Engine room fire safety evaluation of ammonia as marine fuel

Timotheos Pomonis, Byongug Jeong, Chengi Kuo

Research output: Contribution to journalArticlepeer-review


Ammonia fuelled vessels are not a distant reality anymore. Stricter emissions regulation policies and plans led by the International Maritime Organisation have urged the shipping industry to pave the way towards new alternative fuel solutions such as ammonia and hydrogen. This in turn has offered a great importance to assess thoroughly all the aspects regarding ammonia's safety onboard to ensure that its implementation as a fuel source will achieve the goal while minimising the danger for the ship, crew or environment. One of the most important issues, concerning a new fuel type is its fire safety. Fire is responsible for the majority of maritime accidents and statistically, almost all fires onboard can be traced back to the engine room of the ship. For this reason, this paper will examine whether ammonia constitutes a greater fire hazard than conventional fuel types in the event of an engine room fire. It is to showcase how a realistic engine room fire outbreak can be modelled for a case vessel of 50,000 dead weight tonnage bulk carrier. Four simulation scenarios are then modelled and their outputs are analysed and discussed. From the simulations process, it was evident that an ammonia fire does not present a greater danger than a diesel or natural gas fire. Ammonia’s fire behaviour was better than the conventional fuel fires with relation to soot formation and potential machinery damage. An ammonia fire provides a better evacuation window, it has more even temperature distribution through the engine space and the developed flame temperatures were lower. The main conclusion of this project is that due to ammonia flammability limits and thermal properties, a dispersion would take time thus reduce the likelihood of an ammonia fire occurring and is manageable.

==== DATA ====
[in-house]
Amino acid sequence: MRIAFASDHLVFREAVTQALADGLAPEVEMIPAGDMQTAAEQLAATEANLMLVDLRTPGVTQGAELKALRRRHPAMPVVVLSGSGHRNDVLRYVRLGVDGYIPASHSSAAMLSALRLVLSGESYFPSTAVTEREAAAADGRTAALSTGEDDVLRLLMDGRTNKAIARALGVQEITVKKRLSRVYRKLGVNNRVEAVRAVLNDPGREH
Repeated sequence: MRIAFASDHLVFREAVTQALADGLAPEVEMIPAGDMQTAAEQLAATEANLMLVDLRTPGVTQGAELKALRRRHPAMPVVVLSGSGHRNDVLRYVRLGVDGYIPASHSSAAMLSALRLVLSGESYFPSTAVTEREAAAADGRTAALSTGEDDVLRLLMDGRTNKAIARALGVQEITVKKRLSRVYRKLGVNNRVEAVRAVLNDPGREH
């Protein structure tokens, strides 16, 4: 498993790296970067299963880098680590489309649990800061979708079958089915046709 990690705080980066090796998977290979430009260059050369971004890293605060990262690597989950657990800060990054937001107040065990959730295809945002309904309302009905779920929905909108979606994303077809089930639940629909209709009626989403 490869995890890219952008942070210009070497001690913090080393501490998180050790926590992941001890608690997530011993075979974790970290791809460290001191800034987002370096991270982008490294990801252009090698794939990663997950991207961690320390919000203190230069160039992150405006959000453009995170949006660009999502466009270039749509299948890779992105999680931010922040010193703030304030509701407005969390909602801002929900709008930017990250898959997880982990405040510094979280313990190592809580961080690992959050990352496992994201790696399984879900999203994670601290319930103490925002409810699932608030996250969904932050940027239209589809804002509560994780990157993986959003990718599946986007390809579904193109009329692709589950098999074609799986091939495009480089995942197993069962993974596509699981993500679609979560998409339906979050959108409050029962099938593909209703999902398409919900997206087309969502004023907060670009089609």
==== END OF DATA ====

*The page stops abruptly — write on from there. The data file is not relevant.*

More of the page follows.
Original languageEnglish
Pages (from-to)67-90
Number of pages24
JournalJournal of International Maritime Safety, Environmental Affairs, and Shipping
Issue number1
Publication statusPublished - 2 Jan 2022


  • fire
  • fire simulation
  • ammonia
  • greenhouse gases
  • safety
  • safety management
  • engine room
  • evacuation
  • marine fuel
  • toxicity

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